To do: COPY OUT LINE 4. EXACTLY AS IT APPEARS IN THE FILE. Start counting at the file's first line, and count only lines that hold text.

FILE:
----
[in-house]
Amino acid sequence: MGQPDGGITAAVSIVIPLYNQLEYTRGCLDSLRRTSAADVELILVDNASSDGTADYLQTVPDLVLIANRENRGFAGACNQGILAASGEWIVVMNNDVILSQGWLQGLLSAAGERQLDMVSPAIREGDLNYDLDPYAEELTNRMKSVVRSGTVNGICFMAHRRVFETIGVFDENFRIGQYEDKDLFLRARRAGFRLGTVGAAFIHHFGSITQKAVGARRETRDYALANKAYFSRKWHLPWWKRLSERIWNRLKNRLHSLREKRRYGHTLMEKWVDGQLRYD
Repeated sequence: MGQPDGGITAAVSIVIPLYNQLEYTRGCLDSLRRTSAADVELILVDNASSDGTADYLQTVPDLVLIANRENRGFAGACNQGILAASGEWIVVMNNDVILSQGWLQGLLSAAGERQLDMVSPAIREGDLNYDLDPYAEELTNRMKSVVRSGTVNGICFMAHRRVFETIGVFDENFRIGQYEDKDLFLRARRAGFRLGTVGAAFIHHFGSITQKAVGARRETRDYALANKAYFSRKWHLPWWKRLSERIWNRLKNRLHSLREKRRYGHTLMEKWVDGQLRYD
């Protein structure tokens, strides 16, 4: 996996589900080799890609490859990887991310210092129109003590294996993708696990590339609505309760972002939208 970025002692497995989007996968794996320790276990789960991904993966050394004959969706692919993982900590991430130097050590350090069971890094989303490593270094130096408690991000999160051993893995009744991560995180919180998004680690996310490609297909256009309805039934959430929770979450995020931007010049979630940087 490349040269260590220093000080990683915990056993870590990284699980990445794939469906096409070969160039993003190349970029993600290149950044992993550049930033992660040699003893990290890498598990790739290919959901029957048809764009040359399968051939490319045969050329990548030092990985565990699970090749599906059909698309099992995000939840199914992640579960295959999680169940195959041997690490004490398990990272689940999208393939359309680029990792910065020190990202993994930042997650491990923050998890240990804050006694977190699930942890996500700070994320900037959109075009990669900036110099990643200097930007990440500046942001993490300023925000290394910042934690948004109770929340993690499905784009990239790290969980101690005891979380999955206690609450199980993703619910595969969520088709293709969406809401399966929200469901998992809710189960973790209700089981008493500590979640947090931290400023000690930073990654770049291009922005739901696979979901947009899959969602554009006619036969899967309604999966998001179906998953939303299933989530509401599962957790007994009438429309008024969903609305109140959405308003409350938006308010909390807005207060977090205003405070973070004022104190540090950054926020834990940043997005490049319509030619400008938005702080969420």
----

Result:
């Protein structure tokens, strides 16, 4: 996996589900080799890609490859990887991310210092129109003590294996993708696990590339609505309760972002939208 970025002692497995989007996968794996320790276990789960991904993966050394004959969706692919993982900590991430130097050590350090069971890094989303490593270094130096408690991000999160051993893995009744991560995180919180998004680690996310490609297909256009309805039934959430929770979450995020931007010049979630940087 490349040269260590220093000080990683915990056993870590990284699980990445794939469906096409070969160039993003190349970029993600290149950044992993550049930033992660040699003893990290890498598990790739290919959901029957048809764009040359399968051939490319045969050329990548030092990985565990699970090749599906059909698309099992995000939840199914992640579960295959999680169940195959041997690490004490398990990272689940999208393939359309680029990792910065020190990202993994930042997650491990923050998890240990804050006694977190699930942890996500700070994320900037959109075009990669900036110099990643200097930007990440500046942001993490300023925000290394910042934690948004109770929340993690499905784009990239790290969980101690005891979380999955206690609450199980993703619910595969969520088709293709969406809401399966929200469901998992809710189960973790209700089981008493500590979640947090931290400023000690930073990654770049291009922005739901696979979901947009899959969602554009006619036969899967309604999966998001179906998953939303299933989530509401599962957790007994009438429309008024969903609305109140959405308003409350938006308010909390807005207060977090205003405070973070004022104190540090950054926020834990940043997005490049319509030619400008938005702080969420």